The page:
Massachusetts Governor Deval Patrick was born and raised on the South Side of Chicago. The first in his family to attend college, Patrick graduated from Harvard College and Harvard Law School. (Full disclosure: I knew a young Patrick, who was in the class ahead of me, in law school.) Patrick served as a law clerk to a US Circuit Judge Stephen Reinhardt before joining the NAACP Legal Defense and Education Fund. He next worked in private practice until confirmed as the assistant attorney general for civil rights in the Justice Department. Patrick later served as general counsel of Texaco and Coca-Cola before being elected governor. For the past twenty years, the Patrick family has lived in Milton, Massachusetts, in a house that was on Deval's paper route as a teen. A highly accomplished and intelligent lawyer known for his coalition-building skills, Patrick's appointment to the Court would represent the first time that two African-American justices served at the same time and would do much to salve the wounds left by the appointment of conservative justice Clarence Thomas to replace civil rights legend Thurgood Marshall.

Critics may point out that Judge Sotomayor and Governor Patrick are products of the Ivy League. Although greater diversity in educational pedigrees (perhaps even a public law school education!) would be desirable on the Supreme Court, two excellent candidates should not be disqualified because they overcame great socioeconomic and other disadvantage to excel in private universities and obtain the credentials that made their rise to national prominence possible. Both simply have too much to offer the Supreme Court--and the nation.

Kenji Yoshino

(Chief Justice Earl Warren Professor of Constitutional Law, NYU School of Law): Academics like to break new ground, so I am abashed to admit that my pick for Justice Souter's replacement is the apparent front-runner, Judge Sonia Sotomayor of the Second Circuit of the US Court of Appeals. My remaining claim to originality is that my choice is not dictated by the conventional reasons adduced in her favor, weighty as those reasons are. I support Judge Sotomayor because she powerfully embodies the rule of law at a time in our nation's history when faith in law's empire needs redemption.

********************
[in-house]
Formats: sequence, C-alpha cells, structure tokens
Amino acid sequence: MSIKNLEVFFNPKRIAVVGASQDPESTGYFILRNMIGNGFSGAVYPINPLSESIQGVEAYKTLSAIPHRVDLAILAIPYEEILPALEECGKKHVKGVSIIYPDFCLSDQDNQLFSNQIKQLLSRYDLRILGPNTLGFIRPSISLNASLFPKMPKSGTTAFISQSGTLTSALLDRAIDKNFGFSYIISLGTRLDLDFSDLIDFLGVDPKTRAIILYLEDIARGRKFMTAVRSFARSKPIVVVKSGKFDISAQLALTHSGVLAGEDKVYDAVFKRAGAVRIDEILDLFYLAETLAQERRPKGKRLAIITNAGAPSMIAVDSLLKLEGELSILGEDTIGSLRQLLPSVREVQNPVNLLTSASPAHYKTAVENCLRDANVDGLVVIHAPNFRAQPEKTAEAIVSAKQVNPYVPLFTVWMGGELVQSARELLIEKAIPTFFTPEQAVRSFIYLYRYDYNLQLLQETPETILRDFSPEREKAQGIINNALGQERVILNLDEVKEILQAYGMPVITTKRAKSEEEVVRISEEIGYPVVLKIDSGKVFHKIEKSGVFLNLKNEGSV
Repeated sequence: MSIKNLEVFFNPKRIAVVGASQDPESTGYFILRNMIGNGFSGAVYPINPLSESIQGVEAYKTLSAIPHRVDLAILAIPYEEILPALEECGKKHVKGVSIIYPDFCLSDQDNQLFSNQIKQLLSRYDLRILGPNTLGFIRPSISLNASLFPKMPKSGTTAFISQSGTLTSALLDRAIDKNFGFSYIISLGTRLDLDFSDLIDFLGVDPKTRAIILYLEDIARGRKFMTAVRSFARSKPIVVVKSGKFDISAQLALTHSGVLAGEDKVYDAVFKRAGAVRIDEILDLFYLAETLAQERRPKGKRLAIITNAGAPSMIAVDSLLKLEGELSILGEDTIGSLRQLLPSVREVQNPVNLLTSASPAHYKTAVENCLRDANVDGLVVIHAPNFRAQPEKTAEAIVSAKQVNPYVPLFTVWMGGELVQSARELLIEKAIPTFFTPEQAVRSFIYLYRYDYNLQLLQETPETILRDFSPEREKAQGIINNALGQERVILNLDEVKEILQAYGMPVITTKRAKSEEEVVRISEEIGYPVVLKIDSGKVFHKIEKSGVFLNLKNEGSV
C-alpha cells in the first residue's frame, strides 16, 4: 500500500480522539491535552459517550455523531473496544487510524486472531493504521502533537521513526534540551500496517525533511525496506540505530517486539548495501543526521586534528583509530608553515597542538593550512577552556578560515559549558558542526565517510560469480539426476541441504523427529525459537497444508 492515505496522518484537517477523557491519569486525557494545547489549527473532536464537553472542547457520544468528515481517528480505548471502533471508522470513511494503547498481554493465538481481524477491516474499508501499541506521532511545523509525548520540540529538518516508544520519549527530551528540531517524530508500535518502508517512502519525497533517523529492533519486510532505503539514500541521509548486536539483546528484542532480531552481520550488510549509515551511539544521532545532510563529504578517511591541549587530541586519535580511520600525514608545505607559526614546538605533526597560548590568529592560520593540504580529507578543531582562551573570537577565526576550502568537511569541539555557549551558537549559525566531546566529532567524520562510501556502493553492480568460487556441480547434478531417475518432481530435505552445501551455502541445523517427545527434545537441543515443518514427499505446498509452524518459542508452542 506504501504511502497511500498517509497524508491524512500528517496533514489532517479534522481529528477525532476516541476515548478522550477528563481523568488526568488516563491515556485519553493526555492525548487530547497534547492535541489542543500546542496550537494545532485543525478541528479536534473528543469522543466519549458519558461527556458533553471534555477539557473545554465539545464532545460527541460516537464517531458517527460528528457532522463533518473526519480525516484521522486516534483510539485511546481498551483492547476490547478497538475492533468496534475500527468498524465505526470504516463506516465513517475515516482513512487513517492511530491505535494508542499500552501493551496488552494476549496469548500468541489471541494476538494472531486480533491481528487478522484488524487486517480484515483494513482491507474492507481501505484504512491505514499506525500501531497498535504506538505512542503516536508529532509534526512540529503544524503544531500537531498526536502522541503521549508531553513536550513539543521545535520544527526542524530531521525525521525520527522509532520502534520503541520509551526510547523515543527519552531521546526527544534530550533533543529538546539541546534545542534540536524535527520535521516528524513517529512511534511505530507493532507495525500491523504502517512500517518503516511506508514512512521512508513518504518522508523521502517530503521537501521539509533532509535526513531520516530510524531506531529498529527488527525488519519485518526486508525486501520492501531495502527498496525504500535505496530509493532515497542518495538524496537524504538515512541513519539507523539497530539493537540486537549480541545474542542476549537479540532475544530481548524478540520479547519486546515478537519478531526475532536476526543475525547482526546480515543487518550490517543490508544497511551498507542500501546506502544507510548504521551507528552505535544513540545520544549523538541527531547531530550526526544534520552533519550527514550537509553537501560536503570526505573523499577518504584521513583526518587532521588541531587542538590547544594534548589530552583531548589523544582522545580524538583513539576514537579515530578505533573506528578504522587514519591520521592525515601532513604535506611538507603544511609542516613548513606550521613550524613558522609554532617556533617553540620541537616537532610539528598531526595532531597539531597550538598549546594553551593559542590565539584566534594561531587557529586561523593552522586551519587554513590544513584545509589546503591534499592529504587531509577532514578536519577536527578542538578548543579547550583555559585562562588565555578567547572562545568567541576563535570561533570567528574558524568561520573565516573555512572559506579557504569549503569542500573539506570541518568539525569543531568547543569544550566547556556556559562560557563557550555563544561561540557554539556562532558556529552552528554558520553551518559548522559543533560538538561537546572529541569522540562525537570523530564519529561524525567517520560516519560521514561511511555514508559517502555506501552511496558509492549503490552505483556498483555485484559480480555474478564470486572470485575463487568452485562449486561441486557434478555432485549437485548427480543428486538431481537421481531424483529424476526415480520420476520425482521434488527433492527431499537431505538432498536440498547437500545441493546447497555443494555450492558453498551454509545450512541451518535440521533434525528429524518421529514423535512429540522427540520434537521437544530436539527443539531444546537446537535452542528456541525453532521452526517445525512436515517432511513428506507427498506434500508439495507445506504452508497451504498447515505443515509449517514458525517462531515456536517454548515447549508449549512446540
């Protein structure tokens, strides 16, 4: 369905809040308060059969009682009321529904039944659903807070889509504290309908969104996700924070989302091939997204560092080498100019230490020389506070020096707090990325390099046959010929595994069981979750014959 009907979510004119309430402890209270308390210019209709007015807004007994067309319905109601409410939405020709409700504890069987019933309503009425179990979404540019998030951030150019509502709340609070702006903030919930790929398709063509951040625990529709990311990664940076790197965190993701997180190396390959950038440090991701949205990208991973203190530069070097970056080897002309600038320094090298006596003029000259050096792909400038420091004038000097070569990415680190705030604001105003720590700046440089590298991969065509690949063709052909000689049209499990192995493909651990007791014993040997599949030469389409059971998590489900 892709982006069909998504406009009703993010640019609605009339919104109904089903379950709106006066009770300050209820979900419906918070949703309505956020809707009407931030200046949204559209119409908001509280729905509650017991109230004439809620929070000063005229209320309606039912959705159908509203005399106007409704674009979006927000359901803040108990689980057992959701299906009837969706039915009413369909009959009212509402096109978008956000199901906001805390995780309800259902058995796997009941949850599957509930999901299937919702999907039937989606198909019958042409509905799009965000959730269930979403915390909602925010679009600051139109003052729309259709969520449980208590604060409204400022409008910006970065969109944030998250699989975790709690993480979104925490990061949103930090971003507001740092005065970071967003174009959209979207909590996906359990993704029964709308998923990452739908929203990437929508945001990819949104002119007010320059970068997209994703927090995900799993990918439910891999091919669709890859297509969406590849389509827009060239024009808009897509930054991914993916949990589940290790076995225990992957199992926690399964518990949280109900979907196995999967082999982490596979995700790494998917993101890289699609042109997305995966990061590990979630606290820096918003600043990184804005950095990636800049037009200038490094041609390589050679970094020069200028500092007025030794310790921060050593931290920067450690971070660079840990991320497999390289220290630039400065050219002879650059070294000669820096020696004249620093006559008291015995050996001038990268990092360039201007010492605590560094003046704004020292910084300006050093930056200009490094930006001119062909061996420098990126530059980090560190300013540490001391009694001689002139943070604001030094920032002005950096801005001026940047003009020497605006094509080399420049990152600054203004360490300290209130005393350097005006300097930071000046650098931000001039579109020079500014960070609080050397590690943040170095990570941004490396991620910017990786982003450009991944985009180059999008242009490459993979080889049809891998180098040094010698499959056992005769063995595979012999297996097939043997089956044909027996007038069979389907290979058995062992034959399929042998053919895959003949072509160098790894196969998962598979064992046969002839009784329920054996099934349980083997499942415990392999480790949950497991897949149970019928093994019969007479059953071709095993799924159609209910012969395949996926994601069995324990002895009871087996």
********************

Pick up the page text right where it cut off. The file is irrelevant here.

Given that Judge Sotomayor has been touted for some time as a potential nominee to the High Court, the paucity of discussion about her written opinions is surprising. When these opinions are reviewed, one quality that emerges is her profound respect for the divide between law and politics. Perhaps in part because of her experience as a district court judge before her elevation to the appellate bench, Judge Sotomayor's appellate opinions are unusually alert to governing precedents emanating from the circuit or the Supreme Court. She is a judge's judge, who has something of Justice Souter's romance with the law. For this reason alone, she would be a great successor to a great justice.